There is an old axiom that you can’t fight city hall. There is some truth in this, unfortunately, but sometimes the issues you are faced with are worth the fight.
Our quiet suburban neighbourhood of one-acre homes, which stretches from 26 to 28 Avenues, and 164 to 168 Streets, is part of Area 5 of Grandview Heights. It is zoned for 1-2 units per acre and has no Neighbourhood Concept Plan at this time.
We had always been told that no development would take place until there was an NCP for our area, and many of us made long-term plans based on these assurances. When a mysterious attempt was made to rezone 6 acreages on 164 Street between 26 and 28 Avenues around the time Morgan Heights was being built, our neighbour, the late Ken Hall, investigated and those plans were promptly dropped.
Then in 2013 a few nearby neighbours were notified that there was now a development proposal for those 6 properties, initiated by the owners and managed by a development company. There were several sparsely attended meetings (the city only has to notify immediate neighbours, so most people in our area had no idea what was happening) and it soon became clear that city council was determined to allow a large, dense subdivision on those 6 acreages.
Some of us got together and circulated a petition to every house in the neighbourhood (Country Woods residents, who are also in Area 5, also participated) and an overwhelming majority of the neighbours specifically stated that there should be no development without an NCP and thus this proposal should be turned down. A little research determined that this proposal violated many of the important city development policies in the Official Community Plan and the Grandview Heights General Land Use Plan.
We will never know why Surrey Council approved this development, but the final corporate report is here, and my input was included as an addendum.
What lessons can be learned from this unsuccessful fight to save our neighbourhood from being developed in a piecemeal fashion contrary to our wishes?
An average homeowner cannot be expected to learn the development business overnight. Much of what happens is not transparent to anyone outside the system. There is a lot of money involved, and anyone who wants to fight city hall and developers must be aware that the odds are stacked against them and that this struggle will consume hundreds of hours of time. It is also important to note that the development community contributes massively to municipal election campaigns, and that developers are far more familiar with the process and the individuals involved in that process than you will ever be.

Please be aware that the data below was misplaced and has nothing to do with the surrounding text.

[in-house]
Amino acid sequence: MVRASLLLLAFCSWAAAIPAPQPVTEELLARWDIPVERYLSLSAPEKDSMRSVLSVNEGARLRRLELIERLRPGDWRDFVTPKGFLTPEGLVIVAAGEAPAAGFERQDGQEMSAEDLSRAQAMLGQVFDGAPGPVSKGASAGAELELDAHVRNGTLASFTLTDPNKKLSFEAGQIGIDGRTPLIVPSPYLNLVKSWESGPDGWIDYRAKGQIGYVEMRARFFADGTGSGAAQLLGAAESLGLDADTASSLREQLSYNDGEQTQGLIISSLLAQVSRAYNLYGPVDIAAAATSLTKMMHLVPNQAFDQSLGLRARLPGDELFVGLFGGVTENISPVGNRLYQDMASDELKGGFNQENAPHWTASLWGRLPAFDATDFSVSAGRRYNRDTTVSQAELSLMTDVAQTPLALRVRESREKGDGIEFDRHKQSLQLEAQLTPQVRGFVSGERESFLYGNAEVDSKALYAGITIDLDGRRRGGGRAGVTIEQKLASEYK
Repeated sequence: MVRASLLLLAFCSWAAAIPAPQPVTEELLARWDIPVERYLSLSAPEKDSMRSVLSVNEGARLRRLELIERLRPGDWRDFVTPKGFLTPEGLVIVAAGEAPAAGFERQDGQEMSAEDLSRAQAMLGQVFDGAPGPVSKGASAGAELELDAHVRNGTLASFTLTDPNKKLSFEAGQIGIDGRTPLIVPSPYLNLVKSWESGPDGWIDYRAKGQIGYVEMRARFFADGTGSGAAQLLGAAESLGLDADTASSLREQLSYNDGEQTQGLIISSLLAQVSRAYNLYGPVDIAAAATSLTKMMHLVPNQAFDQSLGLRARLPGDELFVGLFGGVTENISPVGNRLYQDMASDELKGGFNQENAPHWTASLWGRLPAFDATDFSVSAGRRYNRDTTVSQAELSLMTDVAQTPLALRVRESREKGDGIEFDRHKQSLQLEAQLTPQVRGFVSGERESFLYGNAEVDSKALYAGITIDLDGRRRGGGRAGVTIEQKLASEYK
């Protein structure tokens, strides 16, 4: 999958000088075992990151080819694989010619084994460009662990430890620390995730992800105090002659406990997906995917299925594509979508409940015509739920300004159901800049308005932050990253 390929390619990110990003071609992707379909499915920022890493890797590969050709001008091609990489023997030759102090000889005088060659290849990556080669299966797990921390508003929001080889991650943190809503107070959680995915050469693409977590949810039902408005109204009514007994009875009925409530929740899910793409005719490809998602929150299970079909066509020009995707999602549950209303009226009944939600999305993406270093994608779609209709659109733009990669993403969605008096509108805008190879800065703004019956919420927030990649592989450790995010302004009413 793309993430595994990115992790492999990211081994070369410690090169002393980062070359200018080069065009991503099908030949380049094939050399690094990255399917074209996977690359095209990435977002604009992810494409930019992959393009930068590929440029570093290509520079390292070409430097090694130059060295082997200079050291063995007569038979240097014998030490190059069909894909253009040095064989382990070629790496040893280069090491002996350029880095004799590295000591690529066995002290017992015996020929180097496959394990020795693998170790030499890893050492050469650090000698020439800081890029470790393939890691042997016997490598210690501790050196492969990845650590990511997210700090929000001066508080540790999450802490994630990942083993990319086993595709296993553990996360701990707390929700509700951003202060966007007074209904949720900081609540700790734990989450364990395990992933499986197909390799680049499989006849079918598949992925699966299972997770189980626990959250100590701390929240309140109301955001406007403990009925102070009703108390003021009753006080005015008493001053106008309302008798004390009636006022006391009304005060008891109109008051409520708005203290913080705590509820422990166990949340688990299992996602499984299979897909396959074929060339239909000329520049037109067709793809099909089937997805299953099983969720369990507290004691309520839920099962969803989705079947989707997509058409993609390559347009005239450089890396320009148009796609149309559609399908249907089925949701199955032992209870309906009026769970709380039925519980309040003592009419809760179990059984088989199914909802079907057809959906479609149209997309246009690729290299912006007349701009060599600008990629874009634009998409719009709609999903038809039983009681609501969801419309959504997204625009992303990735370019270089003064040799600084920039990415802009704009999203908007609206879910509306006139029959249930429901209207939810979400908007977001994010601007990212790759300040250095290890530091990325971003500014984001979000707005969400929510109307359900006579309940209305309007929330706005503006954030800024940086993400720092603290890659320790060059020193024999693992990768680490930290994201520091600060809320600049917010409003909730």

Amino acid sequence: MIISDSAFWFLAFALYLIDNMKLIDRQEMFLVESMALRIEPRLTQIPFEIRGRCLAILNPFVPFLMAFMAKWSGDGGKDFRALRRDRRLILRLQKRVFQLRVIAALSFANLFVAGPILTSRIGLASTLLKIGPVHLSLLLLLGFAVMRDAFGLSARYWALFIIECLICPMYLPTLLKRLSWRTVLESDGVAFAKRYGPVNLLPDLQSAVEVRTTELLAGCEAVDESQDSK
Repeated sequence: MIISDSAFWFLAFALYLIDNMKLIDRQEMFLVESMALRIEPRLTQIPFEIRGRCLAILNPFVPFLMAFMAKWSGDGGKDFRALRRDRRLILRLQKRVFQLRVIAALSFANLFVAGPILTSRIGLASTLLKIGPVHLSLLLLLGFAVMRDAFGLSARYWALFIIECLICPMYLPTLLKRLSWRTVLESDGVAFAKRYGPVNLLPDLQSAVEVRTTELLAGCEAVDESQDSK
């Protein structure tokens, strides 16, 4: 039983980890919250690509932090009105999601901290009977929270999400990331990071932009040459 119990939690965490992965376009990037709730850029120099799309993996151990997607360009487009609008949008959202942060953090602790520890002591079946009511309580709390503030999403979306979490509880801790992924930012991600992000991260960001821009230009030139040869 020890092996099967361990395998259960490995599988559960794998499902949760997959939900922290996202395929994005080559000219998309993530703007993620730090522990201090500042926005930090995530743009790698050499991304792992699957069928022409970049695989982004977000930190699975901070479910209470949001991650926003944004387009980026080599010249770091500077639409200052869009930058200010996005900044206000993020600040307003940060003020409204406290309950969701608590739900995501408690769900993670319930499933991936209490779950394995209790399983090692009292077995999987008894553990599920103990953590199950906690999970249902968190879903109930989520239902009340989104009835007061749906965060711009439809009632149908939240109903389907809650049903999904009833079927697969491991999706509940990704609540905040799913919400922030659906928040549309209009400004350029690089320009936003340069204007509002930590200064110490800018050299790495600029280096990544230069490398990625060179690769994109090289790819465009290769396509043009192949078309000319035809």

My advice would be simple. Do your homework. Find out as much as you can about the development proposal you are disputing, and don’t be afraid to ask questions, lots of questions, to the city planning staff and your elected representatives. Neighbourhoods have to organize and unite and fight these battles together. They have to make their objections loudly and forcefully to city council, through petitions, letters, e-mails and especially through the media. While my experience was that informal commitments made by politicians are dubious at best, and it’s difficult to know how many, if any, of the messages taxpayers send to their elected representatives are actually read, it is almost certain that politicians who want to stay in office read all the stories the media write about them, especially around election time.
The opinions expressed in this article are the author’s and are presented here by the GHSA to encourage healthy debate. The GHSA Blog exists as a resource to enable members concerned with the environmental and community stewardship of Grandview Heights to voice perspectives. When directors of the Association contribute to the blog, they do so as private citizens, not as officers representing the Association. The GHSA reserves the right to edit, condense or reject any contribution.